Beware Locky

The internet can be a very scary place.

Over the past week, computers throughout Europe and other places have been hit by a massive email spam campaign carrying malicious JavaScript attachments that install the Locky ransomware program.

Antivirus firm ESET has reported a spike in detections of JS/Danger.ScriptAttachment, a malware downloader written in JavaScript that started on May 22 and peaked on May 25.

Many countries in Europe have been affected. The company’s telemetry data also showed significant detection rates for this threat in Canada and the U.S.

JS/Danger.ScriptAttachment can download various malware programs, but recently it has been used to primarily distribute Locky, a widespread, malicious program that uses strong encryption to hold users’ files hostage.

While Locky doesn’t have any known flaws that would allow users to decrypt their files for free, security researchers from Bitdefender have developed a free tool that can prevent Locky infections in the first place. The tool makes the computer appear as if it’s already infected by Locky by adding certain harmless flags, which tricks the malware into skipping it.

The use of JavaScript-based attachments to distribute Locky began earlier this year, prompting Microsoft to post an alertabout it in April.

The attachments are usually .zip archive files that contain .js or .jse files inside. These files with will execute directly on Windows without the need for additional applications.

However, it is very uncommon for people to send legitimate applications written in JavaScript via email, so users should avoid opening this kind of file.

Will Locky make it to the United States in a big way? I hope not. However be sure to be aware of it and use all of the security tips we have recommended in the past.

Microsoft’s Windows 10 Install Deception

The ironic part of this story is that I actually like Windows 10 – alot. However there are many reason while someone may not want Windows 10 on their computer just yet. Sadly Microsoft is really trying to make this a all Windows 10 world – and the world is simply not ready yet.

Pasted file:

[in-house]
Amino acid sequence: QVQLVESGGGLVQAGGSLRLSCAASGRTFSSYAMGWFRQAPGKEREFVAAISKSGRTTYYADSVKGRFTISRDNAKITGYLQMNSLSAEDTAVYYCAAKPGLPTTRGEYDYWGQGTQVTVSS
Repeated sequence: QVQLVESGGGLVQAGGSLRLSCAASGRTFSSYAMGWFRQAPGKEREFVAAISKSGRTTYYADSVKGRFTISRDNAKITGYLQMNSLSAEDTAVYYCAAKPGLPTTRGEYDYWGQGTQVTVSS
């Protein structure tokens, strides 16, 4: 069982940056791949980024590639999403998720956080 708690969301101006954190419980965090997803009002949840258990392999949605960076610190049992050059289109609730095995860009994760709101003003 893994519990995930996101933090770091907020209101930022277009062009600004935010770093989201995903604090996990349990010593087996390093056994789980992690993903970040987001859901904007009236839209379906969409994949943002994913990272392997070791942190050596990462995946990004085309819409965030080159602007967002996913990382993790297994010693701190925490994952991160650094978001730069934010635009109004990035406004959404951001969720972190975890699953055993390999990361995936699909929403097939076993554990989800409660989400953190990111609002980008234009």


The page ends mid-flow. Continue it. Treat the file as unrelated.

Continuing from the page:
Again – Windows 10 – in the right place – on the right device is awesome, however it not appears Microsoft is attempting to confuse the normal consumer so badly that Windows 10 will one day just appear on their PC.

Here is what is happening friends.

Microsoft is certainly not winning people over with the way in which it is pushing Windows 10 down users’ throats, and things have just got worse. It seems the company is making a series of final pushes before the free upgrade offer ends on July 29, but it also seems that Microsoft’s zealotry concerning Windows 10 is simply losing fans.

What some people have called harassment started back in October 2015 when consumers complained that just saying NO to a Windows 10 upgrade was becoming a difficult and irksome task indeed. At the time Microsoft said that the upgrade would come as a ‘recommended update’ for Windows 7 and 8.1 users, although, according to a spokesperson for Microsoft, “Windows Update settings are configured to accept ‘Recommended’ updates”. This was perhaps sneaky, but entirely expected.

It seems that wasn’t enough though, and just lately Microsoft stooped to a new low by making the red x on the Windows screen – the x we all know will close the window  – to mean the same as ‘OK’, I want to upgrade to Windows 10. For all intents and purposes this is an act of deception, something we might expect to happen when we’re trying to watch the latest blockbuster movie online for free, but not when we’re dealing with our trusted and loyal friend Microsoft.

In its own fairly weak defense Microsoft said that the upgrade could be cancelled. Perhaps, but only after an unwitting user had fallen inside a trap that had been laid.

So just when we thought Microsoft might be feeling a little repentant after being roundly criticized for their deception, the company seems to have taken its wily ways a little further. So much so that one of the best-known tech writers following Microsoft, and co-host of Windows Weekly, Paul Thurrott, called the move “indefensible” and said that the entire debacle concerning the upgrade push has now undermined Windows 10.

If you do not want Windows 10 just yet I highly recommend Steve Gibson’s “Never Windows 10” application.

TOS 50 Book Mission # 15 – “Elusive Salvation”

With Dayton Ward’s latest time travel adventure “Elusive Salvation” we are treated to 4 centuries of Star Trek – spanning several Trek time periods.

The story opens with the crash landing in the Arctic in 1845 of a ship by a race known as the Iramahl who are fleeing the oppression of a race known as the Ptaen. Flash forward to 2283 where an unidentified object is spotted approaching Jupiter station that eventually is determined to be an Iramahl ship which is looking for its missing people who may or may not be still alive some 4 centuries later.